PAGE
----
- ›› Coverage Geographical : Central America
If one says “American Revolution” in the United States today, it is assumed that what is being...
The Filibuster King: The Strange Career of William Walker, the Most Dangerous International Criminal of the Nineteenth Century
On November 8, 1855, on the central plaza of the Nicaraguan city of Granada, a line of riflemen shot General Ponciano Corral, the senior general of the Conservative government....
Between 1877 and 1920, the United States’ relationship with the Caribbean region underwent a...
Though most research on Africans’ involuntary migration to the Americas focuses on the eighteenth and nineteenth centuries, the roots of the transatlantic slave trade are much deeper, stretching back to Iberia (Spain and Portugal), Atlantic Africa, and Latin America during the fifteenth and sixteenth centuries.
The story of European colonialism in the Americas and its victimization of Africans and Indians follows a central paradigm in most textbooks. Indians are described in terms of their succumbing in large numbers to disease, with the survivors facing dispossession of their land. This paradigm—a basic one in the history of colonialism—omits a crucial aspect of the story: the indigenous peoples of the Americas were enslaved in large numbers. This exclusion distorts not only what happened to American Indians under colonialism, but also points to the need for a reassessment of the foundation and nature of European overseas expansion.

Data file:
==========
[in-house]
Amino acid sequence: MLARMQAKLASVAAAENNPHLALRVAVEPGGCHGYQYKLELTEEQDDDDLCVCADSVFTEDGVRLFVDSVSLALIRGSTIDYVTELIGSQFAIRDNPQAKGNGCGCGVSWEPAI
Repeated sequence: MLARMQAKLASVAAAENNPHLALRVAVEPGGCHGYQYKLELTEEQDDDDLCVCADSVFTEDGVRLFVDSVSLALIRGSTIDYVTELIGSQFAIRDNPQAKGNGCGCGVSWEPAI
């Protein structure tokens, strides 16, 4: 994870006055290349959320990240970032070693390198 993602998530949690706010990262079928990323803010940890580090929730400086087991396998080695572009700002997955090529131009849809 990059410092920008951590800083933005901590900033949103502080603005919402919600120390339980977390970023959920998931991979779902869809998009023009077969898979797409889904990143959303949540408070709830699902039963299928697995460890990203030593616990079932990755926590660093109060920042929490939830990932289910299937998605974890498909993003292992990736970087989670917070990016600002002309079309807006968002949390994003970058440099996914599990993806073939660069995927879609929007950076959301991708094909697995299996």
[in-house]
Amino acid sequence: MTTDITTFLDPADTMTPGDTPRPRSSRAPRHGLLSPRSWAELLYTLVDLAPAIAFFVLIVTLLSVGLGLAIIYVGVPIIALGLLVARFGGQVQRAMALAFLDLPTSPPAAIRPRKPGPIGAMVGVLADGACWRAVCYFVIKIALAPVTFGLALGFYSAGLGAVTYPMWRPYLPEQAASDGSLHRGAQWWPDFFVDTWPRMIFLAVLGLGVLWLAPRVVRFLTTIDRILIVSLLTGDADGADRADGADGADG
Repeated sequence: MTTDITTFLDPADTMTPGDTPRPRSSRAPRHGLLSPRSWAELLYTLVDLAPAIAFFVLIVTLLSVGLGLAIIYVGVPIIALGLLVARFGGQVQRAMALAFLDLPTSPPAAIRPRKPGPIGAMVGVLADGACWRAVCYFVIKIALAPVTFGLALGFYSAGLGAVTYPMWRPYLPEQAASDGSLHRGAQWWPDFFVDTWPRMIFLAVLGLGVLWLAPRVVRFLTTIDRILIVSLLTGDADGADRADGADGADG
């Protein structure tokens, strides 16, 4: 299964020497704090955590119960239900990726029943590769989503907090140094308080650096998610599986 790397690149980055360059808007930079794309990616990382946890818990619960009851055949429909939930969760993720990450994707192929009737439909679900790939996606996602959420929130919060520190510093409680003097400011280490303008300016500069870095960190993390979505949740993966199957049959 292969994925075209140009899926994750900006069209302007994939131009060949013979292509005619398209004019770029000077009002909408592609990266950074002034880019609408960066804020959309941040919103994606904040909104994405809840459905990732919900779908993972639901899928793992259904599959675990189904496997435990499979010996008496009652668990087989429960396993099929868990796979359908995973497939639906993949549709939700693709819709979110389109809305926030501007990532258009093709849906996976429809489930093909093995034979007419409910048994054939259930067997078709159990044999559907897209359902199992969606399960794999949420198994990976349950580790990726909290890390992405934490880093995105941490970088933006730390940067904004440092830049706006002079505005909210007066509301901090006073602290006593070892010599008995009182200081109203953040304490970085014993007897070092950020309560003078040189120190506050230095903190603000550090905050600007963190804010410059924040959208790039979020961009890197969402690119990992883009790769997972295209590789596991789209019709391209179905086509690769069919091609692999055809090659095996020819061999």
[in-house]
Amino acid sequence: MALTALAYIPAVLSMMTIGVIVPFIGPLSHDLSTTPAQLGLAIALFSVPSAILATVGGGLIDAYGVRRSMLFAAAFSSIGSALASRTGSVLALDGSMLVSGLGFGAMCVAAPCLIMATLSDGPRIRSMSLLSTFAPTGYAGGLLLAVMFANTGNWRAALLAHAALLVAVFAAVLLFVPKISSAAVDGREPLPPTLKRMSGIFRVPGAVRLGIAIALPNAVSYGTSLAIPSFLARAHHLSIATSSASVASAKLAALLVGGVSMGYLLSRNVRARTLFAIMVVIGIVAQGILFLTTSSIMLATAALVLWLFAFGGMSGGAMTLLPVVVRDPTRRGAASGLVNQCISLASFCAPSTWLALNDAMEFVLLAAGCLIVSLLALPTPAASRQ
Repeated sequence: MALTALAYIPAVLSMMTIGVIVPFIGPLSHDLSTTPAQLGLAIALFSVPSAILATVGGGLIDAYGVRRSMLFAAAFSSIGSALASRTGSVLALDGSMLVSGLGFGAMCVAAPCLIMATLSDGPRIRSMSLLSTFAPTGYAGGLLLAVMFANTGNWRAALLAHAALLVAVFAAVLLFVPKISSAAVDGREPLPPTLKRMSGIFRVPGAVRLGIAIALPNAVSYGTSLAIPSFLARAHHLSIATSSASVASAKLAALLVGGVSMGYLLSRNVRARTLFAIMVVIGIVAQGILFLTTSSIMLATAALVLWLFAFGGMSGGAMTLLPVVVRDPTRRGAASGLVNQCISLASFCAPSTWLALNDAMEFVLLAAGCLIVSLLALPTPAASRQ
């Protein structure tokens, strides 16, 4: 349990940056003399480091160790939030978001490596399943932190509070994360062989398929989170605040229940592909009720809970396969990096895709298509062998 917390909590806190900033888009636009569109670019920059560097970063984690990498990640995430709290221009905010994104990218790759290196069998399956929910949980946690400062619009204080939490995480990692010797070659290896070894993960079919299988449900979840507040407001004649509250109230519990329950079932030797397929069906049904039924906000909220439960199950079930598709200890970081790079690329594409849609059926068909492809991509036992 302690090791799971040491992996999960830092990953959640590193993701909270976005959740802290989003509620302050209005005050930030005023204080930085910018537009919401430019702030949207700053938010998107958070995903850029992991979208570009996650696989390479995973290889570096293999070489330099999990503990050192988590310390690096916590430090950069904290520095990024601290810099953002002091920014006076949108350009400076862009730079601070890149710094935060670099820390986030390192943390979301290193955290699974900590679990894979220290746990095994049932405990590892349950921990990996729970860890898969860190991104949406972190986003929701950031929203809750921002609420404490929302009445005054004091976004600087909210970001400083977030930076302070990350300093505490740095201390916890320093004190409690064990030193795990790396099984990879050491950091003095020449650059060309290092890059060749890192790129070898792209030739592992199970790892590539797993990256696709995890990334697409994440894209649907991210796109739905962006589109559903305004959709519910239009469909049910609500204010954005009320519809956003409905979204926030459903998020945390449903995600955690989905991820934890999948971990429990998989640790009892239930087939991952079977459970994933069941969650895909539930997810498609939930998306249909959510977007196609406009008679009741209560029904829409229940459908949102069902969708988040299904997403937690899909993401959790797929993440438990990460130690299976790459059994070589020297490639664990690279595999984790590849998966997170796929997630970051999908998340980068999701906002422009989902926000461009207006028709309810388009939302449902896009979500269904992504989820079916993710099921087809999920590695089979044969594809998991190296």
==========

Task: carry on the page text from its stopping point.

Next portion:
Glossary Term – Place
The Panama Canal is an artificial waterway that connects the Atlantic and Pacific Oceans through the Isthmus of Panama in Central America. Built by the United States between 1904 and 1914, the canal stretches about forty miles. The United States controlled the canal until 1979, when it became overseen by both US and Panama authorities joined together in the Panama Canal Commission. On December 31, 1999, the United States officially relinquished its control over the canal.
Charles Mann, author of 1491: New Revelations of the Americas before Columbus (Knopf, 2005), looks at new research on the population density of pre-Columbian America.